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JFK Medical Center Specialist Offers Sound Advice for Sound Sleep

 

guptaThe National Institutes of Health reports that between 50 million and 70 million Americans have ongoing sleep disorders.

As increasing numbers of people work more, worry more, and weigh more, they are sleeping less — to the detriment of their short-term and long-term health, says Divya Gupta, MD.

Dr. Gupta, a sleep medicine specialist at the JFK Neuroscience Institute in Edison, recently talked with nj.com about America's "sleep deficit" and how individuals can do their best to get their rest.

Q. How significant an issue is the so-called 'sleep deficit'?

A. Very significant. Chronic partial sleep deprivation is becoming epidemic in this country. The National Institutes of Health reports that between 50 million and 70 million Americans have ongoing sleep disorders and that nearly 40 percent of adults have reported falling asleep during the day without intending to at least once a month. In ongoing surveys conducted by the Centers for Disease Control and Prevention (CDC), between 7 percent and 19 percent of adults report not getting enough rest or sleep every day. And while those statistics focus on adults, we know that significant numbers of children and teenagers also are not getting sufficient sleep.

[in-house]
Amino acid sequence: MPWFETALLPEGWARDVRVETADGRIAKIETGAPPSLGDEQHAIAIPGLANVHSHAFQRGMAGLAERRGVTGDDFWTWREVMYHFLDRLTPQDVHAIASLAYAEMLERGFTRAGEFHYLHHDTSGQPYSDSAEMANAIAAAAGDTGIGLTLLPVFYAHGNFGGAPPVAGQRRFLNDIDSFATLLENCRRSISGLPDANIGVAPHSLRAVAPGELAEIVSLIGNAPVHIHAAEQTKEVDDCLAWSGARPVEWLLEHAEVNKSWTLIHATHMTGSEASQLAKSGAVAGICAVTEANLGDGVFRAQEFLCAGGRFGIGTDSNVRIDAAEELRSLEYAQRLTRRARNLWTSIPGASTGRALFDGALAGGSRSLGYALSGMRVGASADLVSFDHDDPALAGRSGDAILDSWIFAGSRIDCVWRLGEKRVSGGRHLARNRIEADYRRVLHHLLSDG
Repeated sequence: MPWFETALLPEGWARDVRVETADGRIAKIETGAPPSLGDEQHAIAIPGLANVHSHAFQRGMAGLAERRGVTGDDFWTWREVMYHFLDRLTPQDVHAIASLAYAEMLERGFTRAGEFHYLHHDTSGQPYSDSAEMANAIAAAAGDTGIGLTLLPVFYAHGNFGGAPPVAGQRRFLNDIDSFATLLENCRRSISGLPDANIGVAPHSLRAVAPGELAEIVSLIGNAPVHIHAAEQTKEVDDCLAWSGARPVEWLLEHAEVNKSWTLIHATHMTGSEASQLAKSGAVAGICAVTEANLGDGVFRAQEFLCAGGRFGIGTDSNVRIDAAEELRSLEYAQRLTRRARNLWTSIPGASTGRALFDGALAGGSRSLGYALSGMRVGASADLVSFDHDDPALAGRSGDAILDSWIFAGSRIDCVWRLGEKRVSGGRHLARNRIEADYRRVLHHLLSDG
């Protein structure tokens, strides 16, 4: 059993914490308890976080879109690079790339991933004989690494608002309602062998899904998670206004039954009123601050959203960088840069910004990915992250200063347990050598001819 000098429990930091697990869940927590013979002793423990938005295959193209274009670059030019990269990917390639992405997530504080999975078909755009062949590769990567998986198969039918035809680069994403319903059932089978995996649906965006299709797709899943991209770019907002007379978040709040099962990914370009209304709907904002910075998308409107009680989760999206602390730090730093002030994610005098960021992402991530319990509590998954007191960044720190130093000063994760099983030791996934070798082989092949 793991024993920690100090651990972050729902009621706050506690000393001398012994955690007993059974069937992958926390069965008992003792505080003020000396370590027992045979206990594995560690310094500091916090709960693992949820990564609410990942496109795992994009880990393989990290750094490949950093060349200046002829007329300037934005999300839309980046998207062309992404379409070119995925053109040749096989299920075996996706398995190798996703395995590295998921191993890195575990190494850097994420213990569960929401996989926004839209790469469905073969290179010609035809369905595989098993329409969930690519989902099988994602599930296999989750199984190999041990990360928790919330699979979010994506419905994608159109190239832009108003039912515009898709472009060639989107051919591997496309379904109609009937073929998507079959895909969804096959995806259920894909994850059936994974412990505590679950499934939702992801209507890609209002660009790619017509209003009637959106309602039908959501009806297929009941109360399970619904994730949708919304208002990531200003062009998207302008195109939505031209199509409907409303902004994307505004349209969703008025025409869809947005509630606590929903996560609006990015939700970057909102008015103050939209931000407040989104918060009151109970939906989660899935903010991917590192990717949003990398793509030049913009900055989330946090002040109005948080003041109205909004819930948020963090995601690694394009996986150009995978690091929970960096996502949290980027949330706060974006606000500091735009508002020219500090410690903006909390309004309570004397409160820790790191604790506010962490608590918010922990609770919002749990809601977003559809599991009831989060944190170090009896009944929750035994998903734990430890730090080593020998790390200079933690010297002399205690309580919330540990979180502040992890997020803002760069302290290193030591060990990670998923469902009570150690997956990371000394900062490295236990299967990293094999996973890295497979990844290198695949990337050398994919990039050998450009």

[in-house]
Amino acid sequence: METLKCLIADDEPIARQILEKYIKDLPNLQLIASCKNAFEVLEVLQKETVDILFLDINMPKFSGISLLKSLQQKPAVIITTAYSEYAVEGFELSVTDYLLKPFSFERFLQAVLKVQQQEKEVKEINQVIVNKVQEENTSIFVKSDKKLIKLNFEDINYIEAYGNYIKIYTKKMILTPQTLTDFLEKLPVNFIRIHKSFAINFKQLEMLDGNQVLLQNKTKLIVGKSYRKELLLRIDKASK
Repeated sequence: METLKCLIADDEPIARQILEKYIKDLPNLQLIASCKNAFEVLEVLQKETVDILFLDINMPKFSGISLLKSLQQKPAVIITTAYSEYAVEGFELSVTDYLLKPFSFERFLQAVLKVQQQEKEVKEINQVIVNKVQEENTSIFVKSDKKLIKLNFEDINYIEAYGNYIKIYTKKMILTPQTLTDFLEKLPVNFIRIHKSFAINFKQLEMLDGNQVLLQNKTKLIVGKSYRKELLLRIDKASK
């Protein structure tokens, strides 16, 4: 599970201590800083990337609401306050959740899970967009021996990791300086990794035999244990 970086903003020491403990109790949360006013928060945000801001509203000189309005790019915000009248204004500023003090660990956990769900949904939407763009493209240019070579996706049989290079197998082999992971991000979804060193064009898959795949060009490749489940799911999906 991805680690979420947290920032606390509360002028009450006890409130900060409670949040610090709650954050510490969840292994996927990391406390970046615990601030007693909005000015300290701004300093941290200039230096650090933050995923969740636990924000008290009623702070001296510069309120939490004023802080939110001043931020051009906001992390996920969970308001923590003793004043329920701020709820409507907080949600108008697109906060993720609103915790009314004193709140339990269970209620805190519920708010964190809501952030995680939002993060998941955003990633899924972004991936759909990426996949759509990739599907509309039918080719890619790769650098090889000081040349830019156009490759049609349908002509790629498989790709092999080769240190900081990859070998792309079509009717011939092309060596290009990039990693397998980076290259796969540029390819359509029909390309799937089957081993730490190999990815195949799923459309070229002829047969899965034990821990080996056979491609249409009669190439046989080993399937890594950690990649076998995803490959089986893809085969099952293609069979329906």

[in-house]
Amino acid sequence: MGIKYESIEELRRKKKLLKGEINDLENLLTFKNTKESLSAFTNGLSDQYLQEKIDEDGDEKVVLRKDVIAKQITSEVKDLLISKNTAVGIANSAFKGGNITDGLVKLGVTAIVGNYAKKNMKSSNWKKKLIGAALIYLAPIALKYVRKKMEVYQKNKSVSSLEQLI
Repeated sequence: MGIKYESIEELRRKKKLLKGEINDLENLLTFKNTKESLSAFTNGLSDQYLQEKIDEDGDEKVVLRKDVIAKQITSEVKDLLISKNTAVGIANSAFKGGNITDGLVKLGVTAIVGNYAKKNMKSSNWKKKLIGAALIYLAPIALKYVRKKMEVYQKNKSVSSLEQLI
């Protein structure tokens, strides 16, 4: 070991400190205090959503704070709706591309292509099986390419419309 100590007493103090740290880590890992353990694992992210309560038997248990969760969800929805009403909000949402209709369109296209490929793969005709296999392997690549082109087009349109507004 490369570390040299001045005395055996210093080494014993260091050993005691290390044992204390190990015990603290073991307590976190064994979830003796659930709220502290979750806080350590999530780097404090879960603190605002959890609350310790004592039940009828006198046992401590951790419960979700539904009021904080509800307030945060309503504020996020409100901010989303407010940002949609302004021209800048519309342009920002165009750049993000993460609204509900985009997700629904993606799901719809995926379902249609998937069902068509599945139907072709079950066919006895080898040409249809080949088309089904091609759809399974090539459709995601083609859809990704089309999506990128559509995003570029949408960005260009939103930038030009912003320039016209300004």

Q. Besides not having as much energy or being as focused as you might like, to what extent does lack of sleep affect a person's health over the short term?

A. Lack of sleep can have a significant negative impact on both health and quality of life in the near term. It's not just a matter of being tired, irritable, cranky, or unable to concentrate, although those are very real issues. The CDC reports that between 5,000 and 6,000 fatal car and truck crashes each year may be caused by drowsy driving. The agency conducted a study of almost 150,000 adults and found that 4.2 percent reported they had fallen asleep at the wheel while driving at least once in the past 30 days. Other serious accidents, including falls in the elderly, can result from sleep deprivation and deficiency. In addition, inadequate sleep has a negative impact on mood and emotional well-being, school and work performance, and interactions with others.

Q. What about the long-term health effects of inadequate rest and sleep?

A. Several studies in the medical literature have shown a connection between sleep deprivation and increased risk for cardiac arrhythmias, hypertension, congestive heart failure, stroke, dementia, and other serious conditions. In children, growth curves and learning can be affected by untreated sleep disorders.